fiduciary

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Related to Fiduciary Responsibilities: Fiduciary relationship, fiduciary obligations, Fiduciary duties

fi·du·ci·ar·y

 (fĭ-do͞o′shē-ĕr′ē, -shə-rē, -dyo͞o′-, fī-)
adj.
1.
a. Of or relating to a duty of acting in good faith with regard to the interests of another: a company's fiduciary responsibility to investors.
b. Of or being a trustee or trusteeship.
c. Held in trust.
2. Of or consisting of fiat money.
3. Of, relating to, or being a system of marking in the field of view of an optical instrument that is used as a reference point or measuring scale.
n. pl. fi·du·ci·ar·ies
One, such as an agent of a principal or a company director, who has a duty of acting in good faith with regard to the interests of another.

[Latin fīdūciārius, from fīdūcia, trust; see fiducial.]
American Heritage® Dictionary of the English Language, Fifth Edition. Copyright © 2016 by Houghton Mifflin Harcourt Publishing Company. Published by Houghton Mifflin Harcourt Publishing Company. All rights reserved.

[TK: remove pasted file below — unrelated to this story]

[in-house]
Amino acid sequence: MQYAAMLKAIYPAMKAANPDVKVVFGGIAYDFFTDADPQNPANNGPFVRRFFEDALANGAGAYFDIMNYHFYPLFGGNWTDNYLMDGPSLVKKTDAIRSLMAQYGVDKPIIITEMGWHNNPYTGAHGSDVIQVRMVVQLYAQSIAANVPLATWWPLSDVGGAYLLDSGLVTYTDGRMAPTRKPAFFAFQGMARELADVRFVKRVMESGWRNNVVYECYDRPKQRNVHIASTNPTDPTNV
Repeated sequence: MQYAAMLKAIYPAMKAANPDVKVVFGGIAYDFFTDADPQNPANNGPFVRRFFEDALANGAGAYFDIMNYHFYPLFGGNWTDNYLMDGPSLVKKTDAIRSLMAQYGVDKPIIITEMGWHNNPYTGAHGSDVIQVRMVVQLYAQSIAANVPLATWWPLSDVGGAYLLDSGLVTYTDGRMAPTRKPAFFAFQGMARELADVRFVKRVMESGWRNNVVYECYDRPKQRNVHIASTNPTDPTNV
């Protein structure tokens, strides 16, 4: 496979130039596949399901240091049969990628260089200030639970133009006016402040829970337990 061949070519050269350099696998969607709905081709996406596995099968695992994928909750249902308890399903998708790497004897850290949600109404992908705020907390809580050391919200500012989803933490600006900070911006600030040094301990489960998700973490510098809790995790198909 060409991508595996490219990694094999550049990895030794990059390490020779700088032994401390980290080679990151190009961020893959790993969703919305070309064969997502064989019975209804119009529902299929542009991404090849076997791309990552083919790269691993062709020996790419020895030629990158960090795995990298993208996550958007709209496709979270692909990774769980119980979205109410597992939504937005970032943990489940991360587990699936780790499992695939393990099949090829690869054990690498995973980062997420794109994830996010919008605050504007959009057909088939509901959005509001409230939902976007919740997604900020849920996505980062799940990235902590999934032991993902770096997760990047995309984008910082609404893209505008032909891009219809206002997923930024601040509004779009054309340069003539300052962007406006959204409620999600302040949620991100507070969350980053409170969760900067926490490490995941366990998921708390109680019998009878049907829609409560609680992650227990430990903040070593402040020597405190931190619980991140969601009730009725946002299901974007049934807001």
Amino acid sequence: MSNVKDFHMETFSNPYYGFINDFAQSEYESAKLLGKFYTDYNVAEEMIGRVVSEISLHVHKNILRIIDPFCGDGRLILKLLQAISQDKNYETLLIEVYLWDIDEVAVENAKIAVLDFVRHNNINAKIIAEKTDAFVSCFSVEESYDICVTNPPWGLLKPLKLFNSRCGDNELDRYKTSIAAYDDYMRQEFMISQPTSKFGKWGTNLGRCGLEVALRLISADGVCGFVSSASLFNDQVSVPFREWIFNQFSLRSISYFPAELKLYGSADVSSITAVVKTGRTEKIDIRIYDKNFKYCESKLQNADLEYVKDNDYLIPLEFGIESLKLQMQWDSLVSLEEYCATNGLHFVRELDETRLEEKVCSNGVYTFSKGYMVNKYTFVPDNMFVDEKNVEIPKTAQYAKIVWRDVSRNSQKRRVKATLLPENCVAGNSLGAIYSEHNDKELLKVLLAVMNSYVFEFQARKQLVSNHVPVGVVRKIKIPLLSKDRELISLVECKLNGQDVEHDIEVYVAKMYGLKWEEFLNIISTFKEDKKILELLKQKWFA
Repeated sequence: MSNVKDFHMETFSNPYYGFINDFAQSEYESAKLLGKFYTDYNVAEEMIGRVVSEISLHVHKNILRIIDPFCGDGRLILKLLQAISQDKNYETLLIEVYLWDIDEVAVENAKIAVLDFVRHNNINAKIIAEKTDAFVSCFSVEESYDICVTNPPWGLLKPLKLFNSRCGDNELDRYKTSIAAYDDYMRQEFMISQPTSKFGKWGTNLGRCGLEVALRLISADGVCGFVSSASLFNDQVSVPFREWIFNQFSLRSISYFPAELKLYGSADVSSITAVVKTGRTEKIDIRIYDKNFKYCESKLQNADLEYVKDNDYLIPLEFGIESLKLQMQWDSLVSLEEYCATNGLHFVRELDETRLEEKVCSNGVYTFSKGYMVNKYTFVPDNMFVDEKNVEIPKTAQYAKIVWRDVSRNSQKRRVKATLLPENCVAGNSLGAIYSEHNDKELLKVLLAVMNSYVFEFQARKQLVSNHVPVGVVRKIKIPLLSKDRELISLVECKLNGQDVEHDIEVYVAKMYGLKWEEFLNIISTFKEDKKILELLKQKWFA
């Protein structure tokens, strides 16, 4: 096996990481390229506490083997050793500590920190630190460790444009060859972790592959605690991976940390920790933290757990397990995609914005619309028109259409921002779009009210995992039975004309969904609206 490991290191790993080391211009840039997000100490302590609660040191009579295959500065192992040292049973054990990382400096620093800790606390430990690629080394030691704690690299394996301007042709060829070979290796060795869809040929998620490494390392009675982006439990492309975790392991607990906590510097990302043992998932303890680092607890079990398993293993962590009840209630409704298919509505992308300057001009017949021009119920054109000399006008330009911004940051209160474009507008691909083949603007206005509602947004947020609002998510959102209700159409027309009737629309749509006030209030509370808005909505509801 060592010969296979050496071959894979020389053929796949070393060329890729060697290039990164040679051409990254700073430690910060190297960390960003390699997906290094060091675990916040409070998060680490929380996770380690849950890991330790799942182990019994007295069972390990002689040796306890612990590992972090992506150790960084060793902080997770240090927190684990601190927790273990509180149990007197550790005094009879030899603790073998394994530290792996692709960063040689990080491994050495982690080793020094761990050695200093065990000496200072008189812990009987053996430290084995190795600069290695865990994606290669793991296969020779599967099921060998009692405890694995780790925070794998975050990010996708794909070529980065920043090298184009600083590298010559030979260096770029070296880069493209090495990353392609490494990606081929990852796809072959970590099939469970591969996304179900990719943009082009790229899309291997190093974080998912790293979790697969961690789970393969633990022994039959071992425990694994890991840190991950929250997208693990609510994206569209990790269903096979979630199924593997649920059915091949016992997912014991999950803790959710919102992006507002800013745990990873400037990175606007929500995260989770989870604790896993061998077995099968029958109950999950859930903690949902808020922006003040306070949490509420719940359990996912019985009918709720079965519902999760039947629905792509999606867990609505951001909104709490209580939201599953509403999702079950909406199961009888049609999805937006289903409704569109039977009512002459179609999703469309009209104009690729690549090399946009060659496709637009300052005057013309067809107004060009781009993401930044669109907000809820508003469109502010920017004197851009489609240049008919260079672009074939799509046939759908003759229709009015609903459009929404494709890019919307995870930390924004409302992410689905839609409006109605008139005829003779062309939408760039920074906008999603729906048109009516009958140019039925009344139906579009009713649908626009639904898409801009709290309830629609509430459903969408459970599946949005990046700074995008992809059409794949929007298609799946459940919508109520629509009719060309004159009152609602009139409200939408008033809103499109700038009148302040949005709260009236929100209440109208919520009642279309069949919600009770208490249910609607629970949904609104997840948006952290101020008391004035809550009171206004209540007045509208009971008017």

fiduciary

(fɪˈduːʃɪərɪ) law
n, pl -aries
(Law) a person bound to act for another's benefit, as a trustee in relation to his or her beneficiary
adj
(Law)
a. having the nature of a trust
b. of or relating to a trust or trustee
[C17: from Latin fīdūciārius relating to something held in trust, from fīdūcia trust; see fiducial]
fiˈduciarily adv
Collins English Dictionary – Complete and Unabridged, 12th Edition 2014 © HarperCollins Publishers 1991, 1994, 1998, 2000, 2003, 2006, 2007, 2009, 2011, 2014

fi•du•ci•ar•y

(fɪˈdu ʃiˌɛr i, -ˈdyu-)

n., pl. -ar•ies,
adj. n.
1. Law. a person to whom property or power is entrusted for the benefit of another.
adj.
2. Law. of or pertaining to the relation between a fiduciary and his or her principal.